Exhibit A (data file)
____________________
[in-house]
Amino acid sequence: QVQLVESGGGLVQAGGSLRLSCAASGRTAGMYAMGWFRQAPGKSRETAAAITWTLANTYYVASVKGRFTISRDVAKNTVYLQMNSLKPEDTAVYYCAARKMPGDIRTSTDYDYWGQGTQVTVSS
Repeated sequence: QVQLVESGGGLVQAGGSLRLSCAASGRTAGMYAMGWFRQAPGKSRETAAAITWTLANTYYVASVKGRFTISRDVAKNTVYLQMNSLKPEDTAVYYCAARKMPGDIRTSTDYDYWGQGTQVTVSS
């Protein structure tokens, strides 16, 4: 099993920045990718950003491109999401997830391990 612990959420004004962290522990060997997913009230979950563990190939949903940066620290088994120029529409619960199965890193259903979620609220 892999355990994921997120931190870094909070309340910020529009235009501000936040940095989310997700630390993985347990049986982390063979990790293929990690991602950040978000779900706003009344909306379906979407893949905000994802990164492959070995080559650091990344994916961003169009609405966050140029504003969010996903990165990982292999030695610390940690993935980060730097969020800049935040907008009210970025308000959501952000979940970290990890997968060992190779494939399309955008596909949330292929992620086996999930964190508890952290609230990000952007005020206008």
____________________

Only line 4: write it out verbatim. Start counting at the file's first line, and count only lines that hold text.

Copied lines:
């Protein structure tokens, strides 16, 4: 099993920045990718950003491109999401997830391990 612990959420004004962290522990060997997913009230979950563990190939949903940066620290088994120029529409619960199965890193259903979620609220 892999355990994921997120931190870094909070309340910020529009235009501000936040940095989310997700630390993985347990049986982390063979990790293929990690991602950040978000779900706003009344909306379906979407893949905000994802990164492959070995080559650091990344994916961003169009609405966050140029504003969010996903990165990982292999030695610390940690993935980060730097969020800049935040907008009210970025308000959501952000979940970290990890997968060992190779494939399309955008596909949330292929992620086996999930964190508890952290609230990000952007005020206008």